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Located at the foot of an ancient volcano, the Ma'alla Street cemetery is the most modern of Aden's (عدن ,עדן) four Jewish cemeteries. Located at the southern tip of the Arabian Peninsula, the cemetery's graves face north toward Jerusalem - an unusual orientation as most Jewish cemeteries in the world face east or west towards Jerusalem. Featuring hundreds of tombs in all shapes and sizes - some with gold inscription plates - the cemetery served the community from 1860 until Aden's last Jews were evacuated by the British in 1967. With no new burials in over four decades, the Ma'alla Street cemetery stands as a silent testament to a once vibrant Jewish community at the southern tip of Arabia - one with roots going back over 2,000 years. In recent years the cemetery appears to have been repeatedly vandalized.
Community: Jews first came to this port city centuries ago, possibly over 2,000 years ago. When the British seized the territory in 1839 to protect shipping routes to India, the 300 Jews in Aden comprised half the city’s population. By 1947, the community had grown to 5,000, with most living in the "crater" section of town along six streets in a neighborhood called Hai al-Ahli. In early December 1947, mobs attacked the community, killing over 80 Jews and looting over 100 Jewish-owned shops. Most Jews left by 1950. The small group that remained was evacuated by the British in 1967 following another wave of rioting.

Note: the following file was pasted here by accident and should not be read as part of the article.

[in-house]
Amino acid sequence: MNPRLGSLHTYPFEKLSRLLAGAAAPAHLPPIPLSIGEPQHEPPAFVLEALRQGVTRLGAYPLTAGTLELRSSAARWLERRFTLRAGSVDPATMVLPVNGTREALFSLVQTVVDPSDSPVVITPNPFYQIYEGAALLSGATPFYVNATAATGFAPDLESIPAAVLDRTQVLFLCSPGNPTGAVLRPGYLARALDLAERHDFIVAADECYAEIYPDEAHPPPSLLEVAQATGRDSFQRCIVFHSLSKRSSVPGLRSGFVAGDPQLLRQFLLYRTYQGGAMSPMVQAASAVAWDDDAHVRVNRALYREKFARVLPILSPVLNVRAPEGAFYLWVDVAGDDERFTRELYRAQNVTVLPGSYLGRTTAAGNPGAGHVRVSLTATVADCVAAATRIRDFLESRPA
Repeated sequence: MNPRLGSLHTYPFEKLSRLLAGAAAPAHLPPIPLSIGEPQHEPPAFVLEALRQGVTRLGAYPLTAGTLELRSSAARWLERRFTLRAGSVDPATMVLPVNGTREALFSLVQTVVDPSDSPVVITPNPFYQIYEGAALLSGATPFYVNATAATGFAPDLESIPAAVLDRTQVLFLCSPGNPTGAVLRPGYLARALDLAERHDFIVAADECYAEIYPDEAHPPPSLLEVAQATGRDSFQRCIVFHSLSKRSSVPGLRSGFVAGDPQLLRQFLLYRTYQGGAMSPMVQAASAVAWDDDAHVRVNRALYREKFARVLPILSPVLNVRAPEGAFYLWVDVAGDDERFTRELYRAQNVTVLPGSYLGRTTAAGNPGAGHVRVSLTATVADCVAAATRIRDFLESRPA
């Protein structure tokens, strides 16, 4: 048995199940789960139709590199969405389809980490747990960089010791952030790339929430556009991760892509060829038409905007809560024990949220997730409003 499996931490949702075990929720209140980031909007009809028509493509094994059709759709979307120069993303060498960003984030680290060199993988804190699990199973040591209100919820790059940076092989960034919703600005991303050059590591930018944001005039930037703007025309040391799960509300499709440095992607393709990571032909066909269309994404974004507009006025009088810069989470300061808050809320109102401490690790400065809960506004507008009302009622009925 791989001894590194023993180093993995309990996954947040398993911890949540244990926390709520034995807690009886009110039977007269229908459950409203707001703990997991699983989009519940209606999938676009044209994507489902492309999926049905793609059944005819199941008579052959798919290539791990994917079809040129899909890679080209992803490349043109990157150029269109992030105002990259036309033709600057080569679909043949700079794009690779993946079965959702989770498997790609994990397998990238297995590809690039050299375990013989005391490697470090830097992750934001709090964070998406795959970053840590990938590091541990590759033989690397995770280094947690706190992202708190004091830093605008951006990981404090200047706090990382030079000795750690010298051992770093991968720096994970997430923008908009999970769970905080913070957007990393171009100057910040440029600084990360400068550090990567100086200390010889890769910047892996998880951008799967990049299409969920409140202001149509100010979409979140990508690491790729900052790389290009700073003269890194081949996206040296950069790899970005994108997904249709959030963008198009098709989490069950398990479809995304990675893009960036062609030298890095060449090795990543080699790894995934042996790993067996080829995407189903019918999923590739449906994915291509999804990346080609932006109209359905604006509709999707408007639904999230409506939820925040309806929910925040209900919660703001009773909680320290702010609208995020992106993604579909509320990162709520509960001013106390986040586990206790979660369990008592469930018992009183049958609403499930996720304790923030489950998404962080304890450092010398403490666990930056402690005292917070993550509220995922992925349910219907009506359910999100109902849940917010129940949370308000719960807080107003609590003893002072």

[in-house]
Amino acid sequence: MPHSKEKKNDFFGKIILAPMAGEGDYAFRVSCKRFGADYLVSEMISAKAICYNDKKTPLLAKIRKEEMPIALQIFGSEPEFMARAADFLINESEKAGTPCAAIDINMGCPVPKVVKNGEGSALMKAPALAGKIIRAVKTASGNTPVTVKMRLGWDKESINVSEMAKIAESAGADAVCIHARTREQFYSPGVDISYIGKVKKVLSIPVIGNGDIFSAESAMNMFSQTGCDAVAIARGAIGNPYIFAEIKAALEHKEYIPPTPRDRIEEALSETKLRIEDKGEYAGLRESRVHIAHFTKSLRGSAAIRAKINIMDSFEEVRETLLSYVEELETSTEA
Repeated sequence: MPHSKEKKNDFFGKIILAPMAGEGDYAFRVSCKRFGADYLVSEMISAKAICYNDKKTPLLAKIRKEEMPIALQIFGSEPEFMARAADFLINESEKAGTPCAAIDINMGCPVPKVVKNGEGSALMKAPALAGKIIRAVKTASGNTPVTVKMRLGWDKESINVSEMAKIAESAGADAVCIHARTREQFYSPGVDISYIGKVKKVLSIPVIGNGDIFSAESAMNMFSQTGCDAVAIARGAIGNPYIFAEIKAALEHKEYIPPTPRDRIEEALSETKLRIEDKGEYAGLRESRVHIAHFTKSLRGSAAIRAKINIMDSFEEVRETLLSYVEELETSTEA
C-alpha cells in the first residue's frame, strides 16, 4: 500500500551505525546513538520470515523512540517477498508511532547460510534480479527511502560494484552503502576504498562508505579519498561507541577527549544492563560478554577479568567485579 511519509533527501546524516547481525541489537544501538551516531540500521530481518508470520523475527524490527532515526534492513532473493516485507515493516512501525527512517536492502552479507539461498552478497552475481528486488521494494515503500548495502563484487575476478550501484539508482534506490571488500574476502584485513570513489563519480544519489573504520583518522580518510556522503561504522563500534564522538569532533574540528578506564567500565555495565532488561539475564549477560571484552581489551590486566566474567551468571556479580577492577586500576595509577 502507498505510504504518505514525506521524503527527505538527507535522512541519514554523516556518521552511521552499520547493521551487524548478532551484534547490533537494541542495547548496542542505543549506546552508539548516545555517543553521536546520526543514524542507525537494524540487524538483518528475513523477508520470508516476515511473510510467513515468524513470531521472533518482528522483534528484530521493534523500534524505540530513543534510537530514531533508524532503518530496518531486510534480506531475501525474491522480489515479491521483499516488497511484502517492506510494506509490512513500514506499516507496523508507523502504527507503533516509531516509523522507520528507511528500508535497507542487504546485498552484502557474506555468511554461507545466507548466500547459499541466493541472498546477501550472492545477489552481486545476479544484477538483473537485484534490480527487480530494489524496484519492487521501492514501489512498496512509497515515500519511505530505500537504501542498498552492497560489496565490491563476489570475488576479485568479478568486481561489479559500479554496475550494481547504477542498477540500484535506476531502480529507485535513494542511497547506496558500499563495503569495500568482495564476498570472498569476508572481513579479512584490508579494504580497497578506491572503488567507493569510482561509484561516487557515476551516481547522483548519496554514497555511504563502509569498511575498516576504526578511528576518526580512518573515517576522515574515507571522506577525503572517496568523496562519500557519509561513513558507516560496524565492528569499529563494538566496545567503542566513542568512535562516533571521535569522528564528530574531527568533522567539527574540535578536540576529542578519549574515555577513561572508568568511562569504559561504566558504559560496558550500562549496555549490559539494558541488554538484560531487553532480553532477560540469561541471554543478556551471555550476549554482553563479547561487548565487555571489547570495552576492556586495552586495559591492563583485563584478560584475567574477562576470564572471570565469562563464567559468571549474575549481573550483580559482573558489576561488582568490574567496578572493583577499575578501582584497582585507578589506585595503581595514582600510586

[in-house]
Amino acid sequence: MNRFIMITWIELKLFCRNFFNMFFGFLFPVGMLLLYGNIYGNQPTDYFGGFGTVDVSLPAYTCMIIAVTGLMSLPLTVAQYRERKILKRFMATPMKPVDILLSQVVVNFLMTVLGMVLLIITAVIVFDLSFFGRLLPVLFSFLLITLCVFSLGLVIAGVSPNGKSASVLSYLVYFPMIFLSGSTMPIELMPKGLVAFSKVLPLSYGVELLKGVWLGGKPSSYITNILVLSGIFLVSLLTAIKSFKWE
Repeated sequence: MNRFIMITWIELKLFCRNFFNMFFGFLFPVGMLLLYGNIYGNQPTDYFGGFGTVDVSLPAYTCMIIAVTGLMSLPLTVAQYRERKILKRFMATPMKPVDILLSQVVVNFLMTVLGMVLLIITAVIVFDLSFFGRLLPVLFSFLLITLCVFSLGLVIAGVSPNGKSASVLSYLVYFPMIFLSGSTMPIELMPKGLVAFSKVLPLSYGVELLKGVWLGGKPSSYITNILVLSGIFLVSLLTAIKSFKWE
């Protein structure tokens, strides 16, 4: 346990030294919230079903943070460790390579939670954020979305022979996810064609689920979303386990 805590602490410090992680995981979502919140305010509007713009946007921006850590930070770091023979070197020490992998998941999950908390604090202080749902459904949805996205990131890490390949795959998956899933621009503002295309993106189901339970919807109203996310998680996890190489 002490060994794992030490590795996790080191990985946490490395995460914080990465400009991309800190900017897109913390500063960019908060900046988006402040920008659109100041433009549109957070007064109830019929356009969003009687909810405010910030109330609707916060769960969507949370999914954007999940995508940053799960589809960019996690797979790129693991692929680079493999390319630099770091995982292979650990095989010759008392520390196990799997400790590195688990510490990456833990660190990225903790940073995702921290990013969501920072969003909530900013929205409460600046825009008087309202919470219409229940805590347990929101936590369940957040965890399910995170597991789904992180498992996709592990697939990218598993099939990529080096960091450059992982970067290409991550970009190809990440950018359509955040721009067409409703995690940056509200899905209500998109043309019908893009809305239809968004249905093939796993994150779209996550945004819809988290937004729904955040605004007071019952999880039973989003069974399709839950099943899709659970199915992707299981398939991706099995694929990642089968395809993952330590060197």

Other Cemeteries: Two ancient Jewish cemeteries existed up in the cliffs surrounding Aden's ancient volcano crater. They appear to have been abandoned for several generations by the time the British arrived. A third newer cemetery was located near the main port area known as Crater, near the Crater police station. There were many tombstones with Hebrew inscriptions scattered all over the area. In 1950, the future President of Israel Yizthak Ben-Zvi travelled to Aden and explored the ancient cemeteries, discovering hundreds of sepulchral slabs. Some slabs dating from the 14th Century can be found in London's British Museum. Today that cemetery has been built over.
Ma'alla Cemetery: British officials closed the Crater Cemetery to new burials (with a few rare exceptions) in the early 1860s. They instead granted land to the west outside the main Crater town, in a district called Ma'alla, for a modern cemetery. At the time the district was sparsely occupied, though today it is a built-up area of Aden. The cemetery lies on the exterior north face of the ancient volcano, sloping down between two thoroughfares. Members of the Bene Israel community (Jews of Indian origin who came with British forces) in Aden were also buried in the cemetery.
Condition: A cinderblock wall separates the cemetery from the street along the lower road, but the only top barrier is the highway guard-rail. For several decades, a four-sided billboard featuring Yemen’s long-serving president Ali Abdullah Saleh overlooked the cemetery from the roof of the nearby National Bank of Yemen. A few homeless men and some cats loiter inside the cemetery. Most of the tombs have decayed into anonymous rock piles. Others have been vandalized. Still, some tombstones are legible and intact, standing upright as if saluting passing motorists. The earliest date of burial found in the Ma'alla cemetery was from 1863 and the latest from 1967, the year the last of Aden's Jews fled.